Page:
Since her words have so much clout and can literally move markets, her speeches have to be very precise and carefully constructed. Her speech was on Inflation Dynamics and Monetary Policy.. In her speech she emphasized the dual goals of full employment and keeping the inflation rate at 2%. She presented numerous graphs and discussed inflation also from a historical perspective dating to the 1960s. She noted highlights from the Federal Open Market Committee (FOMC). About 50 minutes into her speech, she made what Professor Ben Branch said to me was the newsworthy announcement and that many were awaiting - that the interest rate will be gradually increased. This statement made national and  international news including The New York Times and The Wall Street Journal.

Shortly, thereafter, she went silent and the audience was completely still, in suspense. She coughed a bit, found her place again, went silent again, and stated that she would end now.  Needless to say, we were all very anxious and concerned and as we exited with several students and faculty form the Isenberg School I wondered whether she had been thirsty. I did not see her take a break to drink some water or to catch her breath during about 50 minutes of continuous speaking.

We also saw an ambulance stop at the Fine Arts Center. She had been dehydrated and once EMTs treated her,  given her impact, this also made news. She recovered and then enjoyed dinner with our Chancellor, Dr. Kumble Subbaswamy, and special guests.

Dr. Yellen received her undergraduate degree at my alma mater, Brown University.  It is pretty cool that we are both on the same Wikipedia page as notable Brown University alumni.  I am under "Academia" and she is under "Advisors."

I hope that all is well with her and that the Federal Research system, the US, and the world, can still count on her leadership and monetary policy wisdom.

Wednesday, September 23, 2015

Celebrating Student Achievements - A First Prize Award

The best part about being a faculty member is working with students.

And with the beautiful month of September and the beginning of the new academic year, there is a renewed energy on campus.

Faculty who work closely with students are also happiest when their students achieve and such achievements should be celebrated.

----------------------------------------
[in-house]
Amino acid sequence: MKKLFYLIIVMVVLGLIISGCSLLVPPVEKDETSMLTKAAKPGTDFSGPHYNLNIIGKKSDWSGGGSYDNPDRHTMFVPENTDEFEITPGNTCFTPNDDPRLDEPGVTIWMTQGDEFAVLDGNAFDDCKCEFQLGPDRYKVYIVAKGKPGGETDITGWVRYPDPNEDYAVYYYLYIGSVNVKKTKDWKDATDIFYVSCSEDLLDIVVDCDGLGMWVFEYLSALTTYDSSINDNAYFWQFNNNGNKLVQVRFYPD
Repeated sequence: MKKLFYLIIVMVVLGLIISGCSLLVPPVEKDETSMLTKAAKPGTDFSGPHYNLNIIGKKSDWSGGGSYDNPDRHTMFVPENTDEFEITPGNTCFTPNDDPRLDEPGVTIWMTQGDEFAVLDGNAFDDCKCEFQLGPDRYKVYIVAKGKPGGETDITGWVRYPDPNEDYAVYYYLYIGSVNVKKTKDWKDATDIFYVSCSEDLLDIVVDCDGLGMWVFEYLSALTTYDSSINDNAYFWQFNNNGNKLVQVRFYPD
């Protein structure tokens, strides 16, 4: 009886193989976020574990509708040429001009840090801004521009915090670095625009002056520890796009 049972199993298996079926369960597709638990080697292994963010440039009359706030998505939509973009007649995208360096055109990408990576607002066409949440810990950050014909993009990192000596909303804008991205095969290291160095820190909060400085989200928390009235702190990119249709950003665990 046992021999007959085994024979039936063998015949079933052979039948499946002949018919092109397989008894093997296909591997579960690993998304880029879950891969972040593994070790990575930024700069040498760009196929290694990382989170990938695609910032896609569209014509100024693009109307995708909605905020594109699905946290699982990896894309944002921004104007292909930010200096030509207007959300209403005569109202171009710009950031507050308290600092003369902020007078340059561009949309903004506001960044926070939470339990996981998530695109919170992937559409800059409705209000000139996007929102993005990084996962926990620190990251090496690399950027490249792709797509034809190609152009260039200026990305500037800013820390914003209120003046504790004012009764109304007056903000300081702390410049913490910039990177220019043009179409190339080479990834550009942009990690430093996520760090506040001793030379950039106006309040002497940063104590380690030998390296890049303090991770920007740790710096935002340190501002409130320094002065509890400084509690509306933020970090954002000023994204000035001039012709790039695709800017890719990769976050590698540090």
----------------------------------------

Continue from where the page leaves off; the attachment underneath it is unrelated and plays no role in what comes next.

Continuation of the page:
This past week has been filled with wonderful news concerning students.

For example, yesterday evening, my doctoral student in Management Science, Shivani Shukla, who had traveled by public transportation - quite the challenge in itself  - to our sister campus, UMass Lowell, to take part in the Air Force Association (AFA) Cyber Workshop  shared with me some wonderful news. The poster that she had presented, "Game Theoretic Model for Cybersecurity Investments with Nonlinear Budget Constraints," was awarded the first prize in the poster category!

Part of Shivani's poster presentation was based on the paper: A Supply Chain Game Theory Framework for Cybersecurity Investments Under Network Vulnerability, Anna Nagurney, Ladimer S. Nagurney, and Shivani Shukla, which was just published last week in Computation, Cryptography, and Network Security, N.J. Daras and M.T. Rassias, Editors, Springer International Publishing Switzerland (2015) pp 381-398. A nice writeup is here.

Below is a photo of Shivani with Bruce Baikis from MITRE and Joe Carriere from L3 Communications, who gave her the award. MITRE is also the home base of one of my absolutely favorite INFORMS colleagues, Dr. Les Servi (who is also a fellow Brown U. alum).

The prize consisted of a check plus an Air Force medal, which is considered a badge of honor.
The first prize in the paper category went to Patrick Dynoff, who is a high school student, and has been working with faculty at the Naval Postgraduate School. So impressive!

Congrats to all the entrants in the AFA Challenge!

Clearly, the way forward with cybersecurity is through research and education, which must include great students!  At the Isenberg School of Management and at UMass Amherst our students are fabulous and a delight to work with.

Tuesday, September 22, 2015

Remembering John Musante - Amherst's Town Manager and Our Neighbor

Sometimes you feel as though it is a very bad dream and soon you will wake up and the sun will be shining again.

Two days ago, on September 20, my husband and I returned from visiting our daughter at her college for Family Weekend. The weather was simply perfect - a gorgeous late summer day in New England.

I had an uneasy feeling, for some reason, and checked only to find headlines about our Town Manager, John Musante, who is also our neighbor in Amherst. I called out to my husband since I did not want to read the article alone. On Sunday morning, John Musante, loving husband, devoted father, and dedicated public servant of the highest integrity had passed away suddenly.

The neighborhood and the town of Amherst will never be the same.

Yesterday, we saw several of the family members and we all hugged, trying to understand from our shock this heartbreaking event. Neighbors are visiting one another, stopping to talk at length, in what was always a very caring and wonderful neighborhood.